butt Iapers & Ianguvlers Iuvdas chyldesren
Feynen þem fantysyes & Foles themG.1.36: The minims here are ill-defined; it is possible that the scribe wrote theim rather than them, but the latter would be a more usual form for the G scribe. maken
& hauve þer wytt att wyll to worche yff þei shuvld
þat paule preychyth off them I wyll prouve ytt here
qui loquitur turpeloquium ys lucyfers hyne
fol. 1vI
bydders & beggers fast abovte yeyd
Wyth þer belyes & þer bagges obff bred G.1.41: The alteration from ob to off appears to have been made after the following word, bred, had already been written, since it uses up most of the space between the two words. fuvll cruvmmed
fast fayten for þer fode fouvghten atte ale
In glotonye god woot goo þei to bedde
& rysen wyth rybawdye as roberdes knauves
slepandslep and sorye slowthe shewythG.1.45:The G reading shewyth, shared with Cr12 C, may be a genuine variant but note that, since the spellings <sh> and <s> are to some extent interchangeable in G, especially in the earlier sections of the text (see Introduction III.4.1), the G spelling here may represent seweth, as in most remaining B manuscripts. theym euver
pylgrimmes & palmers plyghten þem to-gedder
for to seke seynt Iames and seyntes att rome
þei went forth In þer way wyth many wyse tales
& had leuve for to lye all þer lyuvys after
I seygh some þat seydon þat they had soght seyntes
to yche a tale þei told ther tong was tempered to lye
more þen to say soth / ytt semed by þer speche
heremytes on a hepe wyth hoked stauvys
wenten to walsyngam & þer wenchys after
greyte lobyes & long þat loth were to swynke
clothed þem In copys to be knowen from other
and shoopen theym heremytes theyre easse for to hauve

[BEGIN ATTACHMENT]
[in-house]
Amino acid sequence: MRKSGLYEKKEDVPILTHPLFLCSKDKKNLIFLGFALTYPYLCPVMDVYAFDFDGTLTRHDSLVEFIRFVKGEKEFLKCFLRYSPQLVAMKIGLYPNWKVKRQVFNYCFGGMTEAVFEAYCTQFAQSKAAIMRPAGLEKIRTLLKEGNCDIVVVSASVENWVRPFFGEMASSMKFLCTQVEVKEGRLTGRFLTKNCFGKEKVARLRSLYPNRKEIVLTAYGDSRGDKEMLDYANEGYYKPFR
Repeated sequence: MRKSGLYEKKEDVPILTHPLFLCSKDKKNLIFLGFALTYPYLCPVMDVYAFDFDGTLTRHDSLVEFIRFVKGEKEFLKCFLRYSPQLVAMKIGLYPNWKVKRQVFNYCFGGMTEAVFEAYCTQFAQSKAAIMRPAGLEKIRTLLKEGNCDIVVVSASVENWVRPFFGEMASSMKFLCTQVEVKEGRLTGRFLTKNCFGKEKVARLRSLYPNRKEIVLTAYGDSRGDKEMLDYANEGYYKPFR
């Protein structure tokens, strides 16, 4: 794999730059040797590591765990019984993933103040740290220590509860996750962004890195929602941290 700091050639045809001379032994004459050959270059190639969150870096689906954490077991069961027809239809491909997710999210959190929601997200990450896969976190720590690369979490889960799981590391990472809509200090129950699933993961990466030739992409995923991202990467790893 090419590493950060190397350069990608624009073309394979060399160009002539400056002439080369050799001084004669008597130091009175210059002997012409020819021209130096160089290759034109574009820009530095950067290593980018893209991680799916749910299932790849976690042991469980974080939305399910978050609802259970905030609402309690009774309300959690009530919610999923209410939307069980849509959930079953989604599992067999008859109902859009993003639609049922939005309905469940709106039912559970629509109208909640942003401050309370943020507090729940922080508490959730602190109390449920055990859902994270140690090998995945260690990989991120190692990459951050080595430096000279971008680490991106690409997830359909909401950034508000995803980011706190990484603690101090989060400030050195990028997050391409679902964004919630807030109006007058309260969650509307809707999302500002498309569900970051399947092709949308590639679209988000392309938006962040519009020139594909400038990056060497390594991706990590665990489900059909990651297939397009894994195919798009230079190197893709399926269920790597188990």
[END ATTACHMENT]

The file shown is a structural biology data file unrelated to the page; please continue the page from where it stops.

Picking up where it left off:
IG.1.58:This <I> is one of the capitals which indicate the beginnings of chapters. See the corresponding summary in the Table of Contents at f.101v (the account of the second chapter of the first passus) and see also C. David Benson and Lynne S. Blanchfield, The Manuscripts of Piers Plowman: the B-version (Cambridge: D. S. Brewer, 1997), 133. The large capital is presumably intended to replace the inline smaller capital. For large and decorated capitals at the beginnings of other chapters see Judith A. Jefferson, "Divisions, Collaborations and other topics: the table of contents in Cambridge University Library, MS Gg.4.31" in John A. Burrow and Hoyt N. Duggan, eds, Medieval Alliterative Poetry: Essays in Honour of Thorlac Turville-Petre (Dublin:Four Courts Press, 2010), 140-152, esp.141-44, and for evidence suggesting that the majority of such capitals may have been added by WH, see Jefferson, "Divisions", 148-50. This particular example, however, appears to have been added by the original scribe at the time of writing; presumably he recognised his error in failing to leave a space for a larger capital.
I fond there freres all þe fouvre orders
þat preychend þe pepole for profytt off theym-seluven
& glosen þe gospell as þem gode lykythe
For couvetes off copes construved as þem lyked
many off thes masters mowe clothe theym att lykyng
for þer money & marchandyce marchen to-gedders
for sythe charyte was chapman & chefe to shryuveG.1.64: The first of these alterations (whereby sryue becomes shryue) appears to have been made by the original scribe and later re-outlined in brown ink. The faint mark of the original correction is still visible at the bottom of the tail of the <h>. Compare the similar - and also very faint - addition by the original scribe at G.1.89. lordes
many farlyes hauve fallen In a fewe yeres
but yff holye chuvrche & they hold not better to-gedders
þe most myscheyfe on mold ys mouvnyttyng vpG.1.67: G's reading vp for most manuscripts wel was originally shared by O. However, O adds wel to give vp wel, a reading shared with C2. fast
þer prechyd a perdoner as he a prest were
brouvght forth a bull wyth many bysshopes seylles
& sayd þat hym-selffe myght assoylen theym all
off falsnes& fastyng & off a-wowes broken